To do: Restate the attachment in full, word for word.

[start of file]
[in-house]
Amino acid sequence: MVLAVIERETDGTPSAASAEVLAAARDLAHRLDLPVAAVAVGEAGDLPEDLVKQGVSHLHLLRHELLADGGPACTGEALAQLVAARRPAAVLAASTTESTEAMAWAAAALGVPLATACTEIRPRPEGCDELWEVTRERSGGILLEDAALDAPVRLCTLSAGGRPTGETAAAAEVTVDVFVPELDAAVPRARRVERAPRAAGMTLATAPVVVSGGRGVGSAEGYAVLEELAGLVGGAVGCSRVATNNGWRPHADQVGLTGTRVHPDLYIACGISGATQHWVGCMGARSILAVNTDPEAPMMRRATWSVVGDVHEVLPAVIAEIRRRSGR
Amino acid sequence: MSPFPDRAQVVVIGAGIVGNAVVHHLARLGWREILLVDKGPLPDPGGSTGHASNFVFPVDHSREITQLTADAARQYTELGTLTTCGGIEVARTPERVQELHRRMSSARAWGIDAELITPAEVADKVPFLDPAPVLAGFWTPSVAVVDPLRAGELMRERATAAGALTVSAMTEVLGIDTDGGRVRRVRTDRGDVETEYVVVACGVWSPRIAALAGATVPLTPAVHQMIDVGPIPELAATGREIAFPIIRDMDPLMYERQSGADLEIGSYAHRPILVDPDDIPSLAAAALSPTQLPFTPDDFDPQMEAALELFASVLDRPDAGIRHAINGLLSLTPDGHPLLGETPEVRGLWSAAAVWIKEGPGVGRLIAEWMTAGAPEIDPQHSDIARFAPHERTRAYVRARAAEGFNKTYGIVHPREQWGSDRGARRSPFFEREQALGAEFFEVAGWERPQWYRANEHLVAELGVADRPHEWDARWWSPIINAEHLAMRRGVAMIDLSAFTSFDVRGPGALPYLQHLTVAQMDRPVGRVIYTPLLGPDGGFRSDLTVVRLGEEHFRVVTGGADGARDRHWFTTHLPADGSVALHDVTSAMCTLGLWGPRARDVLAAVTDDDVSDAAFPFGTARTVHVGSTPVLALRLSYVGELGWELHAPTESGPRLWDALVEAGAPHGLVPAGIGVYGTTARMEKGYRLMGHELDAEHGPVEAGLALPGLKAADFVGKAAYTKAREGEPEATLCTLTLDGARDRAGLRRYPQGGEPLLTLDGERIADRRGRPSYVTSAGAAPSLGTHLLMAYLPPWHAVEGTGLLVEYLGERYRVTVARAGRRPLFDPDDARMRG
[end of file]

[in-house]
Amino acid sequence: MVLAVIERETDGTPSAASAEVLAAARDLAHRLDLPVAAVAVGEAGDLPEDLVKQGVSHLHLLRHELLADGGPACTGEALAQLVAARRPAAVLAASTTESTEAMAWAAAALGVPLATACTEIRPRPEGCDELWEVTRERSGGILLEDAALDAPVRLCTLSAGGRPTGETAAAAEVTVDVFVPELDAAVPRARRVERAPRAAGMTLATAPVVVSGGRGVGSAEGYAVLEELAGLVGGAVGCSRVATNNGWRPHADQVGLTGTRVHPDLYIACGISGATQHWVGCMGARSILAVNTDPEAPMMRRATWSVVGDVHEVLPAVIAEIRRRSGR
Amino acid sequence: MSPFPDRAQVVVIGAGIVGNAVVHHLARLGWREILLVDKGPLPDPGGSTGHASNFVFPVDHSREITQLTADAARQYTELGTLTTCGGIEVARTPERVQELHRRMSSARAWGIDAELITPAEVADKVPFLDPAPVLAGFWTPSVAVVDPLRAGELMRERATAAGALTVSAMTEVLGIDTDGGRVRRVRTDRGDVETEYVVVACGVWSPRIAALAGATVPLTPAVHQMIDVGPIPELAATGREIAFPIIRDMDPLMYERQSGADLEIGSYAHRPILVDPDDIPSLAAAALSPTQLPFTPDDFDPQMEAALELFASVLDRPDAGIRHAINGLLSLTPDGHPLLGETPEVRGLWSAAAVWIKEGPGVGRLIAEWMTAGAPEIDPQHSDIARFAPHERTRAYVRARAAEGFNKTYGIVHPREQWGSDRGARRSPFFEREQALGAEFFEVAGWERPQWYRANEHLVAELGVADRPHEWDARWWSPIINAEHLAMRRGVAMIDLSAFTSFDVRGPGALPYLQHLTVAQMDRPVGRVIYTPLLGPDGGFRSDLTVVRLGEEHFRVVTGGADGARDRHWFTTHLPADGSVALHDVTSAMCTLGLWGPRARDVLAAVTDDDVSDAAFPFGTARTVHVGSTPVLALRLSYVGELGWELHAPTESGPRLWDALVEAGAPHGLVPAGIGVYGTTARMEKGYRLMGHELDAEHGPVEAGLALPGLKAADFVGKAAYTKAREGEPEATLCTLTLDGARDRAGLRRYPQGGEPLLTLDGERIADRRGRPSYVTSAGAAPSLGTHLLMAYLPPWHAVEGTGLLVEYLGERYRVTVARAGRRPLFDPDDARMRG